Weekly Agency Email
Term Life Insurance
TX – Aetna Major Medical
Assurant Health Access – TX Only
Assurant Supplements – TX Only
Blue Cross Blue Shield of Texas
TX – United Health One Major Medical
Travel & Vacation Health Insurance
Don’t See The Type Of Insurance You Want? Use This Form To Ask Your Insurance Question
Today I got invited to join two training seminars on Friday about Disability Income insurance. Although I already feel comfortable talking about Disability Income insurance, I have learned that I can never know everything.
Over time laws and policies change. It is highly unusual for me to sell in 2013 the same policies I sold in 1987. Fortunately, the internet allows me to stay informed on changes in the insurance industry.
It is through these webinars and my other news sources that I am able to find material for my weekly educational email. I use the weekly emails as a way to stay in touch with my clients. I am under no delusion that people want to be bothered by their insurance agent over the phone on a regular basis. However, neither do they want an insurance agent who sales them something and then is never to be found again.
When someone buys a product from The Insurance Barn they are automatically added to the weekly email list. The understanding is that if they find the information in the weekly email interesting and useful, they are able to educate themselves. If they do not find any interest in the information, they can just delete that email and go on with their business.
Whatever they elect to do, they will always know who to call when they have an insurance question.
The weekly emails for 2013 have anticipated the national Open Enrollment into the mandated Essential Benefit Plans. Although the weekly emails are written with my clients in mind, if you would like to get them each week, click on the banner below.
Until the Department of Health and Human Services releases details about the new health exchanges in late August, the news about the national Open Enrollment is primarily speculation.
However, as details about the new exchanges come out, I will be using the weekly newsletter to keep people informed on what they must do, when they must do it and how they can go about fulfilling their part of the PPACA’s Individual Mandate.
In this post, however, I want to answer the question, “If I get hurt and cannot work, will I still get paid?”
That question has been asked since the early part of the 20th century. A couple of decades before “Health Insurance” as we know it today, labor unions developed a system of paying a worker’s bills while he was laid up and could not earn a paycheck. The idea was that neither a worker, nor his family, had to settle for a worse life-style simply because he was in the wrong place at the wrong time and got hurt.
Today, not much has changed. People still ask, “If I get injured so that I cannot work, will I still get paid?” The answer to that question is different for many people.
If you own and operate a business that employs others to do the work, it is likely that your salary will continue if you are injured or become ill and are unable to go into the office.
However, the business must continue even if you are not able to go into the office. A Business Overhead Disability policy would provide enough money to keep the office open and meet payroll until you are able to return to work.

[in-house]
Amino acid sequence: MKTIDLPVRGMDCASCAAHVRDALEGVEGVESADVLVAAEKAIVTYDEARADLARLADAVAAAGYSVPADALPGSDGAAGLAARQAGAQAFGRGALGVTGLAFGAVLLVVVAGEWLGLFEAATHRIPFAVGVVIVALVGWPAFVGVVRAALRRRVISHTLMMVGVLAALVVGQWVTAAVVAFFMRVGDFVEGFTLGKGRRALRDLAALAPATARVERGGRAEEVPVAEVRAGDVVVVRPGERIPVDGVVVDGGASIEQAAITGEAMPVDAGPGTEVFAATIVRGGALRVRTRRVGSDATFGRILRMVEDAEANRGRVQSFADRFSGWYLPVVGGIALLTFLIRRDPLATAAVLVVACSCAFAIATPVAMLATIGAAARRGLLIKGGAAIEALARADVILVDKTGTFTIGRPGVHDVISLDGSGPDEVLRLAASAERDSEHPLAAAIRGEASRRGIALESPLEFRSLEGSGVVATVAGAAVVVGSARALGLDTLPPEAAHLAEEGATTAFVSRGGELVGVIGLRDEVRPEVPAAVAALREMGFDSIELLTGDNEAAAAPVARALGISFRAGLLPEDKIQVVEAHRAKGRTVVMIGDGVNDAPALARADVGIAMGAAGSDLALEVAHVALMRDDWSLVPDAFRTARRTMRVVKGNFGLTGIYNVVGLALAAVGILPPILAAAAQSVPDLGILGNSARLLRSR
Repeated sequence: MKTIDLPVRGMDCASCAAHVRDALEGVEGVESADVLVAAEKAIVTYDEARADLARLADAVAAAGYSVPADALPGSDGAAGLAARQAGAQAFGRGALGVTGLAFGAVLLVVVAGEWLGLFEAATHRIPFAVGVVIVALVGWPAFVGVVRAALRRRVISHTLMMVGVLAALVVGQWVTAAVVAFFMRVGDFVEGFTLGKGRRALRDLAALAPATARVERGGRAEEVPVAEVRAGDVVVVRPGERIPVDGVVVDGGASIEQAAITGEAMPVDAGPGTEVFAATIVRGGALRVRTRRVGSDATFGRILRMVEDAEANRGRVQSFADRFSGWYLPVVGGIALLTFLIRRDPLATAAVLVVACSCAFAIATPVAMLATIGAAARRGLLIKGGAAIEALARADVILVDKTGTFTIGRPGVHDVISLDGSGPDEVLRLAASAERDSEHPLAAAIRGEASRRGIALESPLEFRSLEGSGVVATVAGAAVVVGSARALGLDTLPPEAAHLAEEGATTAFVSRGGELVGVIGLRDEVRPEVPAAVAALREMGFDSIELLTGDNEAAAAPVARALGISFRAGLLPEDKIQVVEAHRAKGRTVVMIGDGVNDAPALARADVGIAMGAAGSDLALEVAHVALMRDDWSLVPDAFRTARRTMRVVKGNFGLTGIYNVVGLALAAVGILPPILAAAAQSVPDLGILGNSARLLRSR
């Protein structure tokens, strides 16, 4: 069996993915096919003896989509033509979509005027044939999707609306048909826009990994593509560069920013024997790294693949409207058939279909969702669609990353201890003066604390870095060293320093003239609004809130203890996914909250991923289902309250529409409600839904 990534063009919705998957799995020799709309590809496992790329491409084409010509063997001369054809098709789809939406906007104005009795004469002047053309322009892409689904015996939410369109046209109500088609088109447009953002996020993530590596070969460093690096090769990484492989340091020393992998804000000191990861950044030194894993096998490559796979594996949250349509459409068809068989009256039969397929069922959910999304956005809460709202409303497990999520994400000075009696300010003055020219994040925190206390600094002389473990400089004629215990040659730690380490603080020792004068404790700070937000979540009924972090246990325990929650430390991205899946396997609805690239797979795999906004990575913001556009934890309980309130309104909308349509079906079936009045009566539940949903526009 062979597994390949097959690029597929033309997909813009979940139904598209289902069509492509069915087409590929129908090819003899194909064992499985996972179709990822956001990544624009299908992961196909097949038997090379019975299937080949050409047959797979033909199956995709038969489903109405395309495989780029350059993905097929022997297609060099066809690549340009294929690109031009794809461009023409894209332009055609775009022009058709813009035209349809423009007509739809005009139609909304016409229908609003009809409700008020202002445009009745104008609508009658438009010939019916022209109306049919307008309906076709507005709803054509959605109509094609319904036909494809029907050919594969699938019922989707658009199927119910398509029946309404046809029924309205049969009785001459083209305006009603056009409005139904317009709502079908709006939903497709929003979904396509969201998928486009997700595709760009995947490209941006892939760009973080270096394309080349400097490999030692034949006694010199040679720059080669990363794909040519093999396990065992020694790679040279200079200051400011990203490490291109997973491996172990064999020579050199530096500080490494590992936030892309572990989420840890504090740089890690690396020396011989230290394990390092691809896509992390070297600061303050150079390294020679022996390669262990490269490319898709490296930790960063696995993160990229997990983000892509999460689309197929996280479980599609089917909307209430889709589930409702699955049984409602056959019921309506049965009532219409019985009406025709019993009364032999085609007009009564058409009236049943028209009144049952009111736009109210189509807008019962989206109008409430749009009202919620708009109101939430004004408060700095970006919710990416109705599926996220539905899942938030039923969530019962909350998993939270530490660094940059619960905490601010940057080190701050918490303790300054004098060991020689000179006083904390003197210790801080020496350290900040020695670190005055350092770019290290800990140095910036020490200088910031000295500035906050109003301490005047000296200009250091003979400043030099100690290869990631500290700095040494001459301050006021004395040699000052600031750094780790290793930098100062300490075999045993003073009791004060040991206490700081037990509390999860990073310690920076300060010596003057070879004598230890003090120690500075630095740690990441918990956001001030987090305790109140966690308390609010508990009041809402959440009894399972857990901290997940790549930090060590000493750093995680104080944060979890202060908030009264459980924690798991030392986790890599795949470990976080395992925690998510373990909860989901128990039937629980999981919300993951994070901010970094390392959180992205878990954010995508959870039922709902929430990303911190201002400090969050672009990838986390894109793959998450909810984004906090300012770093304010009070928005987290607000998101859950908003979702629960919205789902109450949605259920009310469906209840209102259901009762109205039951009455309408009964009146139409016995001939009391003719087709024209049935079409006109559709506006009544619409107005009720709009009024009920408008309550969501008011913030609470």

If you have skills that are required for your business or have no employees, it is likely that your income will stop if you get injured or become ill. If that is the case, you are the Key Person in your business. You should consider a Key Person Disability Income policy to replace your income while you recoup.
Many employers, especially, large companies, provide Disability Income to their employees as part of their benefit package. If they suffer a non-work related accident or illness that prevents them from working for an extended period of time, they will still get, at least, a partial income.
Other employees are not as fortunate. Many people work for companies that do not offer Disability Income insurance. If that is true for you, I highly recommend that you stop reading this post right now and contact your insurance agent.
Unless you have enough money in your Rainy Day fund to allow you to pay your bills until Social Security Disability Insurance kicks in (6 months after a disability starts, at the earliest), you need some form of Disability Income insurance.
I realize that money is hard to earn. There is a good chance that even more will be required of you under the coming Health Reform rules.
I understand that, however, I am still convinced that Disability Income insurance, for someone who lives from paycheck to paycheck, is just as important as the Major Medical insurance that the government is about to mandate for all Americans.
Yes, if you get sick or injured in the future, the doctors and hospitals need to be paid. However, those are not the only bills you will be responsible for. Your mortgage, car payment, utilities and groceries still have to be paid for. Obamacare’s Essential Benefit Plans are there not to protect you but to protect the doctors and hospitals. If you want insurance to protect you, you need to supplement your health insurance portfolio with Disability Income insurance.
Many people balk when they see how much Long Term Disability Insurance costs. It is true that something that will secure your paycheck until you are 65 is quite expensive.
It is also true that you have at least two less expensive options. You can get a comprehensive Disability Income insurance plan with a benefit period of less than 2 years, called a “Short Term Disability Income” insurance policy. They are much less expensive and typically work very well in coordination with Social Security Disability Income.
Your other option would be a Disability Income plan that is more limited. Accident Disability Income insurance only pays a benefit if you are injured while you are not at work.
Since Accident Disability Income insurance does not pay while you are out of work while you are recovering from an illness, like cancer, heart attack or stroke, I do not recommend this type of insurance unless it is all you can afford.